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Tuesday, June 19, 2012

Brothers at Bat, written by Audrey Vernick and illustrated by Steven Salerno. Clarion Books, Thomas Allen & Son. 2012. $18.99 ages 6 and up

"In one New Jersey town near the ocean, back in the 1920s and '30s, you could hear the same door slam over and over. Three brothers raced out. Out went three more. And more. And still more. It sounds like a fairy tale: twelve baseball-playing brothers."

It's pretty incredible, even after you have read this story of the Acerra family and their sixteen children! Twelve are boys and that is enough to field a baseball team...really!

It is set at a time in America when baseball was playing an important role in the lives of many families. Pick-up games, high school teams, sandlot baseball and kids were outside finding things to do. When you have a family with that many children, they don't really have to count on neighbor children for fun; they can make their own. That they did:
"In 1938, the brothers ranged in age from seven to thirty-two. The oldest nine formed their own semi-pro team and competed against other New Jersey teams. Their father coached them and never missed a game."

The family was very close, and the boys loved playing ball. They played any time they could and were much appreciated for their hard work, team spirit and expert abilities. Each brought their own unique talent to the ball field; some more skilled than others, but all equally loyal to all members of the Acerras team. They were always appreciative of each other's play and crowds loved watching them.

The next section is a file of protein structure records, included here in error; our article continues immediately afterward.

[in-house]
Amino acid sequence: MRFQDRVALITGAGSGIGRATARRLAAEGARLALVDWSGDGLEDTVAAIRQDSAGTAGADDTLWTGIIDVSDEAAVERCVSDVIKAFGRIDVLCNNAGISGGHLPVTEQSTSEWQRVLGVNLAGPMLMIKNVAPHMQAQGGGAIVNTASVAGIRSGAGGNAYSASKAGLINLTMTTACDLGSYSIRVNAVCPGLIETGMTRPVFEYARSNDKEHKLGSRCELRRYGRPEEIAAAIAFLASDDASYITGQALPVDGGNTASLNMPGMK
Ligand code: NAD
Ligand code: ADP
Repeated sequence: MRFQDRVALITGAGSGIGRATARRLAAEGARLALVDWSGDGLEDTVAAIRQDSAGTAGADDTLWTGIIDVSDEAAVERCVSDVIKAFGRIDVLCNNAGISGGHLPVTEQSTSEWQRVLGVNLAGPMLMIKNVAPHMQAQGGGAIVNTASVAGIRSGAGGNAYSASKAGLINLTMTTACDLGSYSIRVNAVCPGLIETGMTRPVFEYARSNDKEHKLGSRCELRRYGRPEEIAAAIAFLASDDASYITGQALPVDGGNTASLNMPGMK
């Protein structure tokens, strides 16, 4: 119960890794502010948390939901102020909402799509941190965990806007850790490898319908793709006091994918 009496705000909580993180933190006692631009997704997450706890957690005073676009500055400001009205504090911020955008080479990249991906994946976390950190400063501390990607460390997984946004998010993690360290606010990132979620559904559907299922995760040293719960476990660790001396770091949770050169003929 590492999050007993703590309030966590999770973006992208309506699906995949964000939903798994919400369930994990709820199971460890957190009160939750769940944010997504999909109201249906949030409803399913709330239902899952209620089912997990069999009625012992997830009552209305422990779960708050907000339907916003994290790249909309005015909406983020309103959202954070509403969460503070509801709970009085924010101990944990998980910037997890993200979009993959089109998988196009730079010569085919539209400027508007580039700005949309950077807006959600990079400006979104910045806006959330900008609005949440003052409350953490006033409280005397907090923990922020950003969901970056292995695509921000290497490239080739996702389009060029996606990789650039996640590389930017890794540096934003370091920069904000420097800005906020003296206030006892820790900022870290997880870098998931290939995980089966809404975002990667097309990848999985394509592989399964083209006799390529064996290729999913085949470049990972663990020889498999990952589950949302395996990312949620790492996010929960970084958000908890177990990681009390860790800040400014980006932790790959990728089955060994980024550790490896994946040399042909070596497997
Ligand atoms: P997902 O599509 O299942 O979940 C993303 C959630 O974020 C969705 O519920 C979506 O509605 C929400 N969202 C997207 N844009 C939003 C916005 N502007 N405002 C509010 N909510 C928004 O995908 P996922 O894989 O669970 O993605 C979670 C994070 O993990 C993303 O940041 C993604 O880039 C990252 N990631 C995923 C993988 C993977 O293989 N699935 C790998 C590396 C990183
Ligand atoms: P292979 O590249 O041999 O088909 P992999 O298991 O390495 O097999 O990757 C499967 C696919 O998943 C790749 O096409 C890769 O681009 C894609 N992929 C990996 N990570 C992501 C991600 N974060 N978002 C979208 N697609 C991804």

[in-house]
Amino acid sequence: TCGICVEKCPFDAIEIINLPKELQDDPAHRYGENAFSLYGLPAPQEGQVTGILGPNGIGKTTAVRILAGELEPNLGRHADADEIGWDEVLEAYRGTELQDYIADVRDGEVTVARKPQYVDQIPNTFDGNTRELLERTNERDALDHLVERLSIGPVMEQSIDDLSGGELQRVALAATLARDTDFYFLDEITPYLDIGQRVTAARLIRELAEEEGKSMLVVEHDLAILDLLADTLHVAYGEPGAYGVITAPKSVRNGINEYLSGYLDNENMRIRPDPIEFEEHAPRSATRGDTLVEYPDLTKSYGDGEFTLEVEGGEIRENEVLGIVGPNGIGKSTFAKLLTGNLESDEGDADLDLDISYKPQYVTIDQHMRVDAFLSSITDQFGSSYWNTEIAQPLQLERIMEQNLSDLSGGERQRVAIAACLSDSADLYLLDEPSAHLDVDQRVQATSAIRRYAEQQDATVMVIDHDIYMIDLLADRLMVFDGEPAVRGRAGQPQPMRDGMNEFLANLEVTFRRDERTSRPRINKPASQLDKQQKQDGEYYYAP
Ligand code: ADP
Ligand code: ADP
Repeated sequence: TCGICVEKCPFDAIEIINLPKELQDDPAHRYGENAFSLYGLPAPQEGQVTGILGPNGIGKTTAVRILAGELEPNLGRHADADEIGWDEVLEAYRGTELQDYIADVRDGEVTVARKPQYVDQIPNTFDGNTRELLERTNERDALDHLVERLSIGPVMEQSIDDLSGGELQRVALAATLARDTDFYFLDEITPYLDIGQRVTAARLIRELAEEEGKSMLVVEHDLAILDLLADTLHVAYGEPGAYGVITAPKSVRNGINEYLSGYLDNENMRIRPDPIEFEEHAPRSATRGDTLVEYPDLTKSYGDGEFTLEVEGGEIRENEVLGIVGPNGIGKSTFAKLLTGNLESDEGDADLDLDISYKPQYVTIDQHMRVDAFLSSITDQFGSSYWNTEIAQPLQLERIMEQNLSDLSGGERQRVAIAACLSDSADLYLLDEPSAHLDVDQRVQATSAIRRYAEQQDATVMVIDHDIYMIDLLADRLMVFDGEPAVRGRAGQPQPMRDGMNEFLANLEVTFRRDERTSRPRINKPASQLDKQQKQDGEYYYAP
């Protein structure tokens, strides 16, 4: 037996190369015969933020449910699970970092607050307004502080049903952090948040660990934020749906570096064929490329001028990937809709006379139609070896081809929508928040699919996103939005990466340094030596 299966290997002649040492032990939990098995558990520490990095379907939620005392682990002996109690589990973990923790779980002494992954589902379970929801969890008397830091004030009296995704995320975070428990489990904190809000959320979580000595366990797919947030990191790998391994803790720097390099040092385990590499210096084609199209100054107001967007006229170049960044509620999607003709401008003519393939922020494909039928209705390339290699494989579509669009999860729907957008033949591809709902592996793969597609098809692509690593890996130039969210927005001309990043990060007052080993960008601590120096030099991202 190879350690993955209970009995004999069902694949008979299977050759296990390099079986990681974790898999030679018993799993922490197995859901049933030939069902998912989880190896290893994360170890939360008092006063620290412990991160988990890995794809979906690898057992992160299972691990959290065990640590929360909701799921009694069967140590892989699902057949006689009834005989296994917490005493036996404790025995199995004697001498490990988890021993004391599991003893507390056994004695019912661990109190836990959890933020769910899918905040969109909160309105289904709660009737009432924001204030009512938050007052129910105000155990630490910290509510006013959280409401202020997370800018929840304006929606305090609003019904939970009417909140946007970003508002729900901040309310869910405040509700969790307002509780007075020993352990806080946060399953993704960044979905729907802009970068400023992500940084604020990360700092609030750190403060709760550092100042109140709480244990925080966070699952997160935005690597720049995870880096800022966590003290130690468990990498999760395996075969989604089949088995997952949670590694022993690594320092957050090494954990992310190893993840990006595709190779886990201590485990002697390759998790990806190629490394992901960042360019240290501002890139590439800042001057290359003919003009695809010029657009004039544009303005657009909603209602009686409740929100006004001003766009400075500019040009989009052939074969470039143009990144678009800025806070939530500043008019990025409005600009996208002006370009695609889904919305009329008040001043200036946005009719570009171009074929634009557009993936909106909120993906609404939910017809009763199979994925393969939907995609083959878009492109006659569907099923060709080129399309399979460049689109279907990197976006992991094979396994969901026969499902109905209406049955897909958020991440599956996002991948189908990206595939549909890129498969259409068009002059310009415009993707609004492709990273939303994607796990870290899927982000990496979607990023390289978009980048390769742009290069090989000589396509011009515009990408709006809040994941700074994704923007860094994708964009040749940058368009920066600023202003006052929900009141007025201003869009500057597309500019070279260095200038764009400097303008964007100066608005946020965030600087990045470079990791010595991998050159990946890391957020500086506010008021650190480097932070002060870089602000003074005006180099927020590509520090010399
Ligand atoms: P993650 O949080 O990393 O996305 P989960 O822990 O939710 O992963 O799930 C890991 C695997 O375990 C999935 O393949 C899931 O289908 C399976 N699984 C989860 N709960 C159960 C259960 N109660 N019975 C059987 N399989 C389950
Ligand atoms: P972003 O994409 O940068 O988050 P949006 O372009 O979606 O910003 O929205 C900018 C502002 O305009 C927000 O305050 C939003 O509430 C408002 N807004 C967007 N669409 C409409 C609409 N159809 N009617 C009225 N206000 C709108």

As is wont to happen in sports, not everything went as planned. In one game Alfred was injured and as a result, lost an eye. Eddie had to step in and catch for him while he recuperated. Again, their team ethic kicked in:

"But when you have eleven brothers willing to throw you balls in the yard - gently at first, then a bit harder - you get your skills back. You get your courage back, too. Alfred was soon wearing the Acerras uniform again."

Six of the brothers also served their country in the Second World was the first time that they had been separated. When they all returned safely, they picked up their baseball gloves and played locally, the younger brothers taking over for those who had grown too old to play. The began play in the 1920s and played their last game in 1952. In 1997 they were inducted into the Baseball Hall of Fame for their contributions to the sport over so many years:

"The Acerra brothers were the longest-playing all-brother baseball team ever." No kidding!

The writing is like a conversation and readers come away with a sense of knowing something about a very special family. Audrey Vernick describes their accomplishments, their lives and she does it with candor and genuine affection. I love poring over Steven Salerno's vintage illustrations which give gave a real sense of time and place. Take note of the baseball bat on the front cover, purposefully autographed by each of the Acerra brothers. The uniforms, the ball diamonds, the three outhouses needed for such a large family will draw your attention, and the evident love of baseball will hold it.

There is an author's note to add credibility to the telling. Audrey Vernick interviewed both Freddy and Eddie, and did her research before telling this wonderfully uplifting story. Add this to your list of baseball books. It's sure to be a winner!

I will leave you with this:


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